Satellite Launch: Decoded


Author: Parveen Kaswan ( Author is an Aerospace Engineer and holds a Masters degree in Engineering Designs from Indian Institute of Science, Bangalore )

All satellites today get into orbit by riding on a rocket. Many used to hitch a ride in the cargo bay of the space shuttle. Several countries and businesses have rocket launch capabilities, and satellites as large as several tons make it safely into orbit regularly. ISRO’s Launch facility is located at Satish Dhavan Space Centre SHAR and Thumba Equatorial Rocket Launching Station (TERLS) from where Launch Vehicles and Sounding Rockets are launched.

For most satellite launches, the scheduled launch rocket is aimed straight up at first. This gets the rocket through the thickest part of the atmosphere most quickly and best minimizes fuel consumption.

After a rocket launches straight up, the rocket control mechanism uses the inertial guidance system to calculate necessary adjustments to the rocket’s nozzles to tilt the rocket to the course described in the flight plan. In most cases, the flight plan calls for the rocket to head east because Earth rotates to the east, giving the launch vehicle a free boost. The strength of this boost depends on the rotational velocity of Earth at the launch location. The boost is greatest at the equator, where the distance around Earth is greatest and so rotation is fastest. (Talking for Geostationary orbits)


How big is the boost from an equatorial launch? To make a rough estimate, we can determine Earth’s circumference by multiplying its diameter by pi (3.1416). The diameter of Earth is approximately 7,926 miles (12,753 kilometers). Multiplying by pi yields a circumference of something like 24,900 miles (40,065 kilometers). To travel around that circumference in 24 hours, a point on Earth’s surface has to move at 1,038 mph (1,669 kph).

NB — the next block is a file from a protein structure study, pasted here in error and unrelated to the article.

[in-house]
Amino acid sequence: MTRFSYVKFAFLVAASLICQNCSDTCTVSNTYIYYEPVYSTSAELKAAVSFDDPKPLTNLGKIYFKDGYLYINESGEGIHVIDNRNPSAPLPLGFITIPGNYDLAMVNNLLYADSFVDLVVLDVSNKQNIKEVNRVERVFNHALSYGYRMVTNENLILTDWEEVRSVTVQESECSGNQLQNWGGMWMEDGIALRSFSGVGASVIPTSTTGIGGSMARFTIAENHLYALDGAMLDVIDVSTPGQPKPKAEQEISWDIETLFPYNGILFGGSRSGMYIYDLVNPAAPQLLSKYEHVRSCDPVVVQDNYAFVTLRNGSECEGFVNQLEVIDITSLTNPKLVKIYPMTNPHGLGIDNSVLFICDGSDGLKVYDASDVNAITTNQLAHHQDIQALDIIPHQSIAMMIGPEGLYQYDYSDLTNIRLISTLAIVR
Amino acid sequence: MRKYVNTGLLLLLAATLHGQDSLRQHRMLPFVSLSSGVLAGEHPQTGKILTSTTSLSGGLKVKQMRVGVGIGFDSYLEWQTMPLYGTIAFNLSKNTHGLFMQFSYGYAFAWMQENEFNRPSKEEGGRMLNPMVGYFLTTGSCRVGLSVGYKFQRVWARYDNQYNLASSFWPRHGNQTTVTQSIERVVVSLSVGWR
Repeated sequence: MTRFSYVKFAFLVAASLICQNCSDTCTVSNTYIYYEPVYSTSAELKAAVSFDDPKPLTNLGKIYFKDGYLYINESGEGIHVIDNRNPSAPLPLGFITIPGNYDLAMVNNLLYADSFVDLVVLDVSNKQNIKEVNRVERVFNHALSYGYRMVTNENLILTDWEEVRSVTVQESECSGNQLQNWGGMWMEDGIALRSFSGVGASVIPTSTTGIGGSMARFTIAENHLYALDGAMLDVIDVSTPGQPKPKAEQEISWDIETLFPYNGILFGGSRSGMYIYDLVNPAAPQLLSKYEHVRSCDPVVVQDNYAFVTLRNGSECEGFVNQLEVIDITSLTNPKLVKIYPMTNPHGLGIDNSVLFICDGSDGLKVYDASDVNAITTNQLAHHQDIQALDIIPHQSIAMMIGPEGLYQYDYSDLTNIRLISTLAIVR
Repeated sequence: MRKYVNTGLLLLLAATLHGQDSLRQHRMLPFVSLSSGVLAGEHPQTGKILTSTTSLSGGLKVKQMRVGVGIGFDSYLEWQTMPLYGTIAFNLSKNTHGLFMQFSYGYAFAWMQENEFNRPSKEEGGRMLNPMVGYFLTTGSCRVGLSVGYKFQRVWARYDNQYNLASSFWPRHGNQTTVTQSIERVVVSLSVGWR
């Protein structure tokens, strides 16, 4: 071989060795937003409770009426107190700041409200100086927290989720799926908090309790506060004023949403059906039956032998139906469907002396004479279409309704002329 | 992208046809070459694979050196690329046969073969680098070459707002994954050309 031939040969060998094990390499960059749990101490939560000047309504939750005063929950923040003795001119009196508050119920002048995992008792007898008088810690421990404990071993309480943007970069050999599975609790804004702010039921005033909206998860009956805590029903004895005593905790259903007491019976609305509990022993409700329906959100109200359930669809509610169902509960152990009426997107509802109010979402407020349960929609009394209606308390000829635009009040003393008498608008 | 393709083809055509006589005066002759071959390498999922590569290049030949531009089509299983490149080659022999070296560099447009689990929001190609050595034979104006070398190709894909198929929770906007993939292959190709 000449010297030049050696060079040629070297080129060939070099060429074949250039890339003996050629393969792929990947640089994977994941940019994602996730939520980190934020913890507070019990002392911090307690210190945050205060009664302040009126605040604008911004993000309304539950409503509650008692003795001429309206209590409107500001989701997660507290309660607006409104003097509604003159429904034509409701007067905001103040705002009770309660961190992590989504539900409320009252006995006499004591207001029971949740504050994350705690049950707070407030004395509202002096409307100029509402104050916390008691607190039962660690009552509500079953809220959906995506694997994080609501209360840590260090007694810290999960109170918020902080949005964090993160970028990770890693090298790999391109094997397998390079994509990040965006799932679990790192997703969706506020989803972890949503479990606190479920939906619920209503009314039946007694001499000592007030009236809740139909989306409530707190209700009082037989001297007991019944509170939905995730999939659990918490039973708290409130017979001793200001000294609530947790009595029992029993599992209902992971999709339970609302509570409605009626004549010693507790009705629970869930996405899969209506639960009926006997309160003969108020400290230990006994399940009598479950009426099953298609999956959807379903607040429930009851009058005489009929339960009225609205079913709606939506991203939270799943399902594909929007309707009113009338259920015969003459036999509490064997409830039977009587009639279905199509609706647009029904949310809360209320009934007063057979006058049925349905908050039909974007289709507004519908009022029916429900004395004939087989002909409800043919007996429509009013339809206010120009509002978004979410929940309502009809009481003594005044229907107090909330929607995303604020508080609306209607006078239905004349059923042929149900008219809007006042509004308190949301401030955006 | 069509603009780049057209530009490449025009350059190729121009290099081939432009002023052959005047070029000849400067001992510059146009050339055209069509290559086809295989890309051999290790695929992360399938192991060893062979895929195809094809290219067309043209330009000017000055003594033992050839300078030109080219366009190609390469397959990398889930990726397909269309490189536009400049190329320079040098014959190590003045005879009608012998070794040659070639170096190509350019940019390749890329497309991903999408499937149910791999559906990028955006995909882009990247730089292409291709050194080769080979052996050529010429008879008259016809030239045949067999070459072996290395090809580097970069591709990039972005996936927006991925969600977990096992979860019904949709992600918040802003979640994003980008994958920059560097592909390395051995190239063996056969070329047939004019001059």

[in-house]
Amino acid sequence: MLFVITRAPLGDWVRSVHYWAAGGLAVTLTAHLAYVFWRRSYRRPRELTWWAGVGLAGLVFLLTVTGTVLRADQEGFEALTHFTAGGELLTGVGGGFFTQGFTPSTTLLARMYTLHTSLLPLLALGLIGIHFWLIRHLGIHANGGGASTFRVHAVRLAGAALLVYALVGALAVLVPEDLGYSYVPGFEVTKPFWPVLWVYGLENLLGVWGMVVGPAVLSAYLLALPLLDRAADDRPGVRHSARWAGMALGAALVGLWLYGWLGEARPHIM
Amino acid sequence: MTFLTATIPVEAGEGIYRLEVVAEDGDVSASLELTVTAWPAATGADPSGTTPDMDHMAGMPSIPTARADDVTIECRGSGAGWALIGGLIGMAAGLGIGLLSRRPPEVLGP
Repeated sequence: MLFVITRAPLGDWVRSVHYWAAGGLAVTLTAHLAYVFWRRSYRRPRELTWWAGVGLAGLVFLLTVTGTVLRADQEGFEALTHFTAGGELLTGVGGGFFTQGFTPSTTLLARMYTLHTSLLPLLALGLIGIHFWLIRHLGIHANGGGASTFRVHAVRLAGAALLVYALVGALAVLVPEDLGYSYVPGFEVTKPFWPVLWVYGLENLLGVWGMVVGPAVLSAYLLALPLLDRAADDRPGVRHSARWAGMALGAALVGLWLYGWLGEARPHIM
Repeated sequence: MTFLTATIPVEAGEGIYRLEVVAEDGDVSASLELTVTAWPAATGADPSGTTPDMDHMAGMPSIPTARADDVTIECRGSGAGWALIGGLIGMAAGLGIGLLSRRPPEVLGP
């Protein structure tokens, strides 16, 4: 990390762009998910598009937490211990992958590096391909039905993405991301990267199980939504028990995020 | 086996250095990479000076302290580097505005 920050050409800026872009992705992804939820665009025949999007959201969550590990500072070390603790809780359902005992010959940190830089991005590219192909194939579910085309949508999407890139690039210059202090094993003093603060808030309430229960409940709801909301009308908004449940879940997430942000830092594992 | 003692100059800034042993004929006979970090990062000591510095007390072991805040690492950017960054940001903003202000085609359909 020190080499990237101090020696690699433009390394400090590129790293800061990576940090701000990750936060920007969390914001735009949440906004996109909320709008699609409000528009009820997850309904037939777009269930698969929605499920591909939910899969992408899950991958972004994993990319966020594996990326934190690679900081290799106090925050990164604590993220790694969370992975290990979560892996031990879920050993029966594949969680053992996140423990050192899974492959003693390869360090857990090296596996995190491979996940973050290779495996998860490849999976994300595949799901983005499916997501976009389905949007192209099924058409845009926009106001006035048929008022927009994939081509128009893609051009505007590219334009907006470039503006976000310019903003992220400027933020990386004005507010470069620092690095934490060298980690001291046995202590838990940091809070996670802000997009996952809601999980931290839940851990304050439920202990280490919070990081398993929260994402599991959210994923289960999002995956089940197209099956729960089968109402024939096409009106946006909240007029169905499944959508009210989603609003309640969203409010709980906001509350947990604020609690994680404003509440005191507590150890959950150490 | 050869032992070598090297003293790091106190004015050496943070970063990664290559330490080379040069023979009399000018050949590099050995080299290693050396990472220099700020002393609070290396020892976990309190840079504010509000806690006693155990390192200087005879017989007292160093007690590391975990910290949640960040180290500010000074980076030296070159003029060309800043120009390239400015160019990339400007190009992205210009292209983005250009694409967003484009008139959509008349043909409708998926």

Considering that rockets can go thousands of miles per hour, you may wonder why this difference would even matter. The answer is that rockets, together with their fuel and their payloads, are very heavy. It takes a huge amount of energy to accelerate such a mass and therefore a significant amount of fuel. Launching from the equator makes a real difference.

That’s why French Guinea is an important Space Launch Centre, because of its close proximity to equator. Then other profit of selecting ‘ French Guinea’ as launching centre is that it lies on the eastern coast of South America, it means in eastern side of launch centre there is a huge water body. If any incident happens with the launch, it can be called off in the mid air and the launch vehicle will land into sea or get destroyed above the Atlantic Ocean(You remember the flight plan calls for the rocket to head east because Earth rotates to the east), not creating any problem for the people.

Now French Guinea is near the Equator, and that is good for setting the Launch Centre there . Why India launches its Satellites form this space centre?

Basically two major reasons: One is that we don’t have capability to launch satellite which are heavier than 2000 kg, that is why we are so keen in developing our own cryogenic engine that will provide boost to our GSLV programme. This cryogenic engine will provide capability of launching heavier satellites. Now the example is when India’s first exclusive defence satellite GSAT-7 was launched by European space consortium Arianespace’s Ariane 5 rocket from Kourou spaceport in French Guiana which had mass of 2625 kg . In this way we are using this facility on pay per launch basis. The launch cost for ISRO for GSAT-7 was around Rs 470 crore, including insurance and the satellite cost was Rs.185-crore.

The second reason is economic one, in this case we also send our lighter satellites by this service. For example we have to park a single small satellite in Earth’s orbit, then just using their launch facility will be an economically viable option. Same as sharing an auto is profitable than hiring a single alone.

(In response to a question asked by Follower)


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